Sunday, March 21, 2021

Spring Is Here

Began a glorious sunny morning with perfectly fluffy Lemon Ginger Pancakes for breakfast and Tune Up for Spring. This is another Columbia Special Products seasonal album, with at least one number (the instrumental "Younger Than Springtime") that repeats from Magic of Spring. Polly Bergen figures into two of the most memorable numbers, "Spring Is Here" and "Spring Will Be a Little Late This Year," the latter with Frank De Vol and His Orchestra. We also get a really vintage recording of Al Jolson singing "April Showers."

Headed out to work shortly after the episode ended; arrived right on time. We were a bit steadier this time, sometimes very busy, but not as bad as we usually get on Sundays. I had a few annoying customers, including my last one. I wish the WIC Checks, the government checks that allow low-income mothers to get the food and formula needed for their young children, we easier to deal with. The well-meaning lady got the wrong cheese for the check. I had to get the right ones. I also had to drag the formula cans out of the locked displays in the front of the store. Thank heavens they got the head bagger to go in for me. I got out just in time.

Took the long way home down Nicholson Road, mainly to enjoy the day. The weather couldn't have been more perfect. Sunny, breezy, blue skies, probably in the mid-50's. Just what it should be in late March. I couldn't have gotten my bike at a better time. Crocuses and jonquils waved to me on the roadsides; trees show the first seedling signs of leaves and blossoms.

Saw a huge Amazon box waiting for me on the front porch when I arrived. The new basket for my bike came a day ahead of schedule! While it's not as wide as the old one, it's deeper, taller, better-made, and the narrower handles fit better over my new handlebars. Once I got it put together, it only took me a minute to get it on the bike.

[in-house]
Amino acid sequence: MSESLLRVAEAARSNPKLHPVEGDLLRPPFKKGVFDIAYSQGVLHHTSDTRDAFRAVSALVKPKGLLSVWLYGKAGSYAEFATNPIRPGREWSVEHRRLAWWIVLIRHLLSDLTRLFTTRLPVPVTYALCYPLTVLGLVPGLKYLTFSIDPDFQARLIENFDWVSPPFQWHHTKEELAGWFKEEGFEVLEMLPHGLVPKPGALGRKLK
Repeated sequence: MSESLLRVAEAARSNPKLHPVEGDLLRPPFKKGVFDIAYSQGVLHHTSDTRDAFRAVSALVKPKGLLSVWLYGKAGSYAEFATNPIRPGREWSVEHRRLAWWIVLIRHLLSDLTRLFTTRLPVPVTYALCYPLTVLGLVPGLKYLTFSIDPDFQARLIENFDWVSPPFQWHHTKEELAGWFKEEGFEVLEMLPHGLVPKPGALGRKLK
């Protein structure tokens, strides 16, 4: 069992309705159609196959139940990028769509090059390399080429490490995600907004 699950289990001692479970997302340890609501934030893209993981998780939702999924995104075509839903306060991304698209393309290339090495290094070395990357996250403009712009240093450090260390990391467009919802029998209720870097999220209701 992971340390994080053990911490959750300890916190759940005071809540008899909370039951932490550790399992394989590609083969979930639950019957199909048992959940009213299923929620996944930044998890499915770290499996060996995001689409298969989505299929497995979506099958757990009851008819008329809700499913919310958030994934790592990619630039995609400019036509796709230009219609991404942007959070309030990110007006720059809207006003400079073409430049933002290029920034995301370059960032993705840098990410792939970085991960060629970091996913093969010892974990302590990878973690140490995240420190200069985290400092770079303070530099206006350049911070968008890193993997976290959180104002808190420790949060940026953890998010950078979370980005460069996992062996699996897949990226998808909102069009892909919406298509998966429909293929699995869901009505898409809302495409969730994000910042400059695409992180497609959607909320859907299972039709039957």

Changed when I got back inside, then went into writing. I'm just not satisfied with the opening to the western sequence. It's not moving fast enough. I had Richard come into the bar for a drink, but cut the men at the bar and had Charles the bartender point him over to Gene across the way at the jail.

Put on a couple of records while eating crab cakes, cole slaw, and pasta for dinner. The soundtrack to the 1968 film version of Finian's Rainbow features at least one song, "Necessity," that was cut from the movie. It also has Petula Clark's gorgeous "How are Things In Glocca Morra?" and Fred Astaire's very funny "When the Idle Poor Become the Idle Rich," along with Clark and Tommy Steele's adorable "Something Sort of Grandish."

The Roaring 20's is the soundtrack to a crime show about a couple of cops after gangsters and bootleggers. Dorothy Provine's covers of hits from the era like "Bye Bye Blackbird," "Don't Tell Lulu," and "It Had to Be You" were apparently popular enough to rate at least two albums. 

Finished the night on YouTube with game shows mainly based around picture or word puzzles. Concentration began on NBC in 1958 with veteran newscaster Hugh Downs as host. I went with one of the earliest existing episodes. There's numbers running on the bottom, but that only somewhat distracts from seeing the original rebuses and simpler game play.